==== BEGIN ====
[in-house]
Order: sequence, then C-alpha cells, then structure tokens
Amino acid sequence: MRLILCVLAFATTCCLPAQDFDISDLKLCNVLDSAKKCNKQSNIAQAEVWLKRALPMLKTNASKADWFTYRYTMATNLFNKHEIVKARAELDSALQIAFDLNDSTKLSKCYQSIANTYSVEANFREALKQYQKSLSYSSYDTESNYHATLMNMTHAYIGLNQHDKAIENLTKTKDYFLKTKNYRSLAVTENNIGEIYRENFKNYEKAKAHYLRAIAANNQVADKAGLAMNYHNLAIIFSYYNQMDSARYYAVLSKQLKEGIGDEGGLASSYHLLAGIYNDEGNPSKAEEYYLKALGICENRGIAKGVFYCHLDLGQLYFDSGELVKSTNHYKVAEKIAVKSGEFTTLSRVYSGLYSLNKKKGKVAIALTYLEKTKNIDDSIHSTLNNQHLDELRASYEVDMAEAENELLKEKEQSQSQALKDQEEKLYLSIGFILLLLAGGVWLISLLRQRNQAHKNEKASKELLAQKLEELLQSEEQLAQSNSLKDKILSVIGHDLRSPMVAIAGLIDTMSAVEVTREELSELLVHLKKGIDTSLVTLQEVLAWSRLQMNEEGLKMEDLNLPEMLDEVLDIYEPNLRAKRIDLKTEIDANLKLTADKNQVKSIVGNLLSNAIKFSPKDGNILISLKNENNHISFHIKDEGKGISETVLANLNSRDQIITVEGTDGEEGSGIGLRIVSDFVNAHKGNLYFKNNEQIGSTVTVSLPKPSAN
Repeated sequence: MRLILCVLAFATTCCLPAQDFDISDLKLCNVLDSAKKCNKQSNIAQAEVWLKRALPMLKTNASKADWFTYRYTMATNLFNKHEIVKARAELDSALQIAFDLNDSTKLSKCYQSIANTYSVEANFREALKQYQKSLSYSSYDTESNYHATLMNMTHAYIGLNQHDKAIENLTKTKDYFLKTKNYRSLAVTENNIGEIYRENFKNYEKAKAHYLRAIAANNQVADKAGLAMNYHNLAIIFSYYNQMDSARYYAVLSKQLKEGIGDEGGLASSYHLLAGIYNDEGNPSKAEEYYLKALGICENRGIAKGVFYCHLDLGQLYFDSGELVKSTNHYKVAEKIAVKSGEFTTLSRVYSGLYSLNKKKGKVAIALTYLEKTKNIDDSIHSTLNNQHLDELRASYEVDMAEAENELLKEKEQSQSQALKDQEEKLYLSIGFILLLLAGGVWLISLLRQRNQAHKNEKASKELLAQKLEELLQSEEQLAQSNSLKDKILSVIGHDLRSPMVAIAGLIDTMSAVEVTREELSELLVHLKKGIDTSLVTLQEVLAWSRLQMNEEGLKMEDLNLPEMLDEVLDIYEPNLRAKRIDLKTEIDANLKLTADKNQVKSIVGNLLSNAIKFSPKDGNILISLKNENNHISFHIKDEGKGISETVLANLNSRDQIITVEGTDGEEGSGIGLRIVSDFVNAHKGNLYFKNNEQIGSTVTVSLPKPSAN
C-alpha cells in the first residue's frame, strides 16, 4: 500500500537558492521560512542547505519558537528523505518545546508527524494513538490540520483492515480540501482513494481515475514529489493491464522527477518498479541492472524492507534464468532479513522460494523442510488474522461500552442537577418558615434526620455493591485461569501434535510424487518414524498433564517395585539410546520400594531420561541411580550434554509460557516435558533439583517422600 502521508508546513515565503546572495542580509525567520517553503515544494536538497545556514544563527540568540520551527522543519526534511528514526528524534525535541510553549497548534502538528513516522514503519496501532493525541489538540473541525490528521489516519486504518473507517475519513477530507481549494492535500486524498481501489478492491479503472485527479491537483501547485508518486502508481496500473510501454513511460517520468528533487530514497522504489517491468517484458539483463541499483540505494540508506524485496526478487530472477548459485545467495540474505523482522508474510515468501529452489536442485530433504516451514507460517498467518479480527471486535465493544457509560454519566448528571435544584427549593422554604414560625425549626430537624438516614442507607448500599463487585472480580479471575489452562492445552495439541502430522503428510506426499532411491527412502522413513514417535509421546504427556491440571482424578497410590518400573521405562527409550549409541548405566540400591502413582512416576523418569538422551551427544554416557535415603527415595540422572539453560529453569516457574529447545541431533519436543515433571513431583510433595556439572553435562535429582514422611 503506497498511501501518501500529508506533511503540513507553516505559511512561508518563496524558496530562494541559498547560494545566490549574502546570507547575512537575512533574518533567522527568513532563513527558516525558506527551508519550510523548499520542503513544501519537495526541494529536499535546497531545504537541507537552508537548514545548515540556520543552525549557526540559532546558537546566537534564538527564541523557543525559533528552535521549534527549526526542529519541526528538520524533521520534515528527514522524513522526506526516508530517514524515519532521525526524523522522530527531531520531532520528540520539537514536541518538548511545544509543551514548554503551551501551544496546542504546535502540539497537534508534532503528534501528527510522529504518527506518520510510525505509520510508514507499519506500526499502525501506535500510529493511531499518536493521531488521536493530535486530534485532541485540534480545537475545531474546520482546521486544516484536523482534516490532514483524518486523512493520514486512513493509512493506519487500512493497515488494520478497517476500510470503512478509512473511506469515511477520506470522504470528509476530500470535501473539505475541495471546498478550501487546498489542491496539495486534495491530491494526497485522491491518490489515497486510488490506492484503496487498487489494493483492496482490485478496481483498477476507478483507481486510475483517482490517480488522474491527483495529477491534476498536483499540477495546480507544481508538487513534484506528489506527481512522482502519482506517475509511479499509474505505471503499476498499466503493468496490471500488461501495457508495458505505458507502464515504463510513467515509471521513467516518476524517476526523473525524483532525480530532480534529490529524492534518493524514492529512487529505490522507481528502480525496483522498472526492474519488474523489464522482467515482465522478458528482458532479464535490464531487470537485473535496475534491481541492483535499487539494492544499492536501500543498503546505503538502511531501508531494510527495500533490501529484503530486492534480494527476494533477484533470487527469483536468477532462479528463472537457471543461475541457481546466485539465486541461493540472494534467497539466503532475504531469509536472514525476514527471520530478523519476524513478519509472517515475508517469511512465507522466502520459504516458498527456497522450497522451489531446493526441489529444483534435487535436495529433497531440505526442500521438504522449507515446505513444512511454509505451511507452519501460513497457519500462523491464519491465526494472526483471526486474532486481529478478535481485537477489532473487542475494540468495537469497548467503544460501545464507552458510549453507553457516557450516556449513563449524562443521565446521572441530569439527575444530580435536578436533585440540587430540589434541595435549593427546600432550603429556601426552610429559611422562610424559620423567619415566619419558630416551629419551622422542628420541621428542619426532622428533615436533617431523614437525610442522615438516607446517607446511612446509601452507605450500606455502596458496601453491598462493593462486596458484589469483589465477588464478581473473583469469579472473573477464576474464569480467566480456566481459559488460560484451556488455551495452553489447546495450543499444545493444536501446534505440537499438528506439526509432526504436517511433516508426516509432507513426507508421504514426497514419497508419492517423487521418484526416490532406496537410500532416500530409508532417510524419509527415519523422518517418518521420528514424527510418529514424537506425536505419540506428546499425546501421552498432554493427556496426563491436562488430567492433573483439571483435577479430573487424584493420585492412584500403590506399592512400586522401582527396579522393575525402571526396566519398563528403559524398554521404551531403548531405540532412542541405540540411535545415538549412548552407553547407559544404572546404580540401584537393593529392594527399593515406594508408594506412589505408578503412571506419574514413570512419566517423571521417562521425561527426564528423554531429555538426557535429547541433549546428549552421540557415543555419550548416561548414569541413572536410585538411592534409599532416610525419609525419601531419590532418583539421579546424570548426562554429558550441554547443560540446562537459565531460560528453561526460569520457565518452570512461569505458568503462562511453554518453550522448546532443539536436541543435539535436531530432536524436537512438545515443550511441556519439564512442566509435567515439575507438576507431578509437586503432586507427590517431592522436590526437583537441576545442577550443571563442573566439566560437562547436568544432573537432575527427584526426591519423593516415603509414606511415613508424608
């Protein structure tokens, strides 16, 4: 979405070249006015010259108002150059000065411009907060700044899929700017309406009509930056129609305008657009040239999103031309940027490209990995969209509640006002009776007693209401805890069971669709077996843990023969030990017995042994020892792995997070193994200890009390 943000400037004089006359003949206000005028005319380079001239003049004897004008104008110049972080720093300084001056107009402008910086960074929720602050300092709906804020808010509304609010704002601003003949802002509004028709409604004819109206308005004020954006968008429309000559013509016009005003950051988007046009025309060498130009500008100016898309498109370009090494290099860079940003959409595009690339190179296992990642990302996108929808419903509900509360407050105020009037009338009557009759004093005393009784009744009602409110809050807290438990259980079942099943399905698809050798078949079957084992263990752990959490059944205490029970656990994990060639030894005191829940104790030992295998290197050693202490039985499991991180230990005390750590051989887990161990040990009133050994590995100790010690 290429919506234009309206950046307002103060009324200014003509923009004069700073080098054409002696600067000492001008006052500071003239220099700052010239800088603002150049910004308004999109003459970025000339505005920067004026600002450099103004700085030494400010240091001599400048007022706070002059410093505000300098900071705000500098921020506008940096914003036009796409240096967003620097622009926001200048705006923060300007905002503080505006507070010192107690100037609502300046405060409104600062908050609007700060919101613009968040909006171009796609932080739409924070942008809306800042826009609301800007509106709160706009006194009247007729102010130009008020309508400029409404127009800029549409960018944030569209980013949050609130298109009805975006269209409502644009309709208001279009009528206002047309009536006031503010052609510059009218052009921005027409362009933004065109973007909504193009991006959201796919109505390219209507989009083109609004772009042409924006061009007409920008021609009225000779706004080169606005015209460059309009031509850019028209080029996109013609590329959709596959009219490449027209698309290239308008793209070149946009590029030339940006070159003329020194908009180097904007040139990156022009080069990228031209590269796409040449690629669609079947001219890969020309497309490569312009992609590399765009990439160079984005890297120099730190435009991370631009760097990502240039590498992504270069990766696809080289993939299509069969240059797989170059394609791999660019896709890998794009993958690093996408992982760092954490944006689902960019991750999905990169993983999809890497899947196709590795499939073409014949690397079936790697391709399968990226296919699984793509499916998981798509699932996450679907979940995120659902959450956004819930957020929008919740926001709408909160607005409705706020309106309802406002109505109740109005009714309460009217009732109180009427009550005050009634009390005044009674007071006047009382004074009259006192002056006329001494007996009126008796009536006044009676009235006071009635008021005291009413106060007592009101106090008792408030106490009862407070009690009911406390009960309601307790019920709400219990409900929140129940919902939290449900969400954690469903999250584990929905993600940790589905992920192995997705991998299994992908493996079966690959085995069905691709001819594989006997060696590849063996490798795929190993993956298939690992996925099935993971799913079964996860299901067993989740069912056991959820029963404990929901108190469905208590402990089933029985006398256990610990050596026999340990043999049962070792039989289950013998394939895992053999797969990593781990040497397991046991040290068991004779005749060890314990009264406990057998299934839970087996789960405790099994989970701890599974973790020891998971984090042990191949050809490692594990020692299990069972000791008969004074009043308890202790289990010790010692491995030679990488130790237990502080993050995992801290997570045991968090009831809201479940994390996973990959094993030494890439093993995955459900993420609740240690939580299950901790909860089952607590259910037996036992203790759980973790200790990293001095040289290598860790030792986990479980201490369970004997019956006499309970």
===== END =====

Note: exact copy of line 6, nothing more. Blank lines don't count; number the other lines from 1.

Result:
């Protein structure tokens, strides 16, 4: 979405070249006015010259108002150059000065411009907060700044899929700017309406009509930056129609305008657009040239999103031309940027490209990995969209509640006002009776007693209401805890069971669709077996843990023969030990017995042994020892792995997070193994200890009390 943000400037004089006359003949206000005028005319380079001239003049004897004008104008110049972080720093300084001056107009402008910086960074929720602050300092709906804020808010509304609010704002601003003949802002509004028709409604004819109206308005004020954006968008429309000559013509016009005003950051988007046009025309060498130009500008100016898309498109370009090494290099860079940003959409595009690339190179296992990642990302996108929808419903509900509360407050105020009037009338009557009759004093005393009784009744009602409110809050807290438990259980079942099943399905698809050798078949079957084992263990752990959490059944205490029970656990994990060639030894005191829940104790030992295998290197050693202490039985499991991180230990005390750590051989887990161990040990009133050994590995100790010690 290429919506234009309206950046307002103060009324200014003509923009004069700073080098054409002696600067000492001008006052500071003239220099700052010239800088603002150049910004308004999109003459970025000339505005920067004026600002450099103004700085030494400010240091001599400048007022706070002059410093505000300098900071705000500098921020506008940096914003036009796409240096967003620097622009926001200048705006923060300007905002503080505006507070010192107690100037609502300046405060409104600062908050609007700060919101613009968040909006171009796609932080739409924070942008809306800042826009609301800007509106709160706009006194009247007729102010130009008020309508400029409404127009800029549409960018944030569209980013949050609130298109009805975006269209409502644009309709208001279009009528206002047309009536006031503010052609510059009218052009921005027409362009933004065109973007909504193009991006959201796919109505390219209507989009083109609004772009042409924006061009007409920008021609009225000779706004080169606005015209460059309009031509850019028209080029996109013609590329959709596959009219490449027209698309290239308008793209070149946009590029030339940006070159003329020194908009180097904007040139990156022009080069990228031209590269796409040449690629669609079947001219890969020309497309490569312009992609590399765009990439160079984005890297120099730190435009991370631009760097990502240039590498992504270069990766696809080289993939299509069969240059797989170059394609791999660019896709890998794009993958690093996408992982760092954490944006689902960019991750999905990169993983999809890497899947196709590795499939073409014949690397079936790697391709399968990226296919699984793509499916998981798509699932996450679907979940995120659902959450956004819930957020929008919740926001709408909160607005409705706020309106309802406002109505109740109005009714309460009217009732109180009427009550005050009634009390005044009674007071006047009382004074009259006192002056006329001494007996009126008796009536006044009676009235006071009635008021005291009413106060007592009101106090008792408030106490009862407070009690009911406390009960309601307790019920709400219990409900929140129940919902939290449900969400954690469903999250584990929905993600940790589905992920192995997705991998299994992908493996079966690959085995069905691709001819594989006997060696590849063996490798795929190993993956298939690992996925099935993971799913079964996860299901067993989740069912056991959820029963404990929901108190469905208590402990089933029985006398256990610990050596026999340990043999049962070792039989289950013998394939895992053999797969990593781990040497397991046991040290068991004779005749060890314990009264406990057998299934839970087996789960405790099994989970701890599974973790020891998971984090042990191949050809490692594990020692299990069972000791008969004074009043308890202790289990010790010692491995030679990488130790237990502080993050995992801290997570045991968090009831809201479940994390996973990959094993030494890439093993995955459900993420609740240690939580299950901790909860089952607590259910037996036992203790759980973790200790990293001095040289290598860790030792986990479980201490369970004997019956006499309970």